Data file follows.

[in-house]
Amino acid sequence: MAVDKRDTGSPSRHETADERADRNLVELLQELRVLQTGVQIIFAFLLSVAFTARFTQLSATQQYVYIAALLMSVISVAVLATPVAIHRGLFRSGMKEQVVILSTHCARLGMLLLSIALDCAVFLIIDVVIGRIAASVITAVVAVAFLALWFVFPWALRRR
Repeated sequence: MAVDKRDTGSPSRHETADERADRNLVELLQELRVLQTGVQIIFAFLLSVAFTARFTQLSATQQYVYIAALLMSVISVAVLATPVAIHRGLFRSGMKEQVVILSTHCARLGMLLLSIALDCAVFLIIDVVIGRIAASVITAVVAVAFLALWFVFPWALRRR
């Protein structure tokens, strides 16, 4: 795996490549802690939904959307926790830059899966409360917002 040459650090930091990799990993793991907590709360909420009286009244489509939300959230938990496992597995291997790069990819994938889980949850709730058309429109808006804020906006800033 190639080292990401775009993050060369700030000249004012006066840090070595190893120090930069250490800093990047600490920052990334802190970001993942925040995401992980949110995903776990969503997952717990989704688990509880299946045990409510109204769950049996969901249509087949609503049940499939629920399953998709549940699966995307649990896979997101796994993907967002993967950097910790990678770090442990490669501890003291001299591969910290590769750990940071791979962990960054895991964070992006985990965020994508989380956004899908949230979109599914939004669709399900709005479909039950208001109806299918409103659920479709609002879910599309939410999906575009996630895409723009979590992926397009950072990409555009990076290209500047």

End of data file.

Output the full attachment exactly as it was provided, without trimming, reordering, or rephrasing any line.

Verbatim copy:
[in-house]
Amino acid sequence: MAVDKRDTGSPSRHETADERADRNLVELLQELRVLQTGVQIIFAFLLSVAFTARFTQLSATQQYVYIAALLMSVISVAVLATPVAIHRGLFRSGMKEQVVILSTHCARLGMLLLSIALDCAVFLIIDVVIGRIAASVITAVVAVAFLALWFVFPWALRRR
Repeated sequence: MAVDKRDTGSPSRHETADERADRNLVELLQELRVLQTGVQIIFAFLLSVAFTARFTQLSATQQYVYIAALLMSVISVAVLATPVAIHRGLFRSGMKEQVVILSTHCARLGMLLLSIALDCAVFLIIDVVIGRIAASVITAVVAVAFLALWFVFPWALRRR
């Protein structure tokens, strides 16, 4: 795996490549802690939904959307926790830059899966409360917002 040459650090930091990799990993793991907590709360909420009286009244489509939300959230938990496992597995291997790069990819994938889980949850709730058309429109808006804020906006800033 190639080292990401775009993050060369700030000249004012006066840090070595190893120090930069250490800093990047600490920052990334802190970001993942925040995401992980949110995903776990969503997952717990989704688990509880299946045990409510109204769950049996969901249509087949609503049940499939629920399953998709549940699966995307649990896979997101796994993907967002993967950097910790990678770090442990490669501890003291001299591969910290590769750990940071791979962990960054895991964070992006985990965020994508989380956004899908949230979109599914939004669709399900709005479909039950208001109806299918409103659920479709609002879910599309939410999906575009996630895409723009979590992926397009950072990409555009990076290209500047």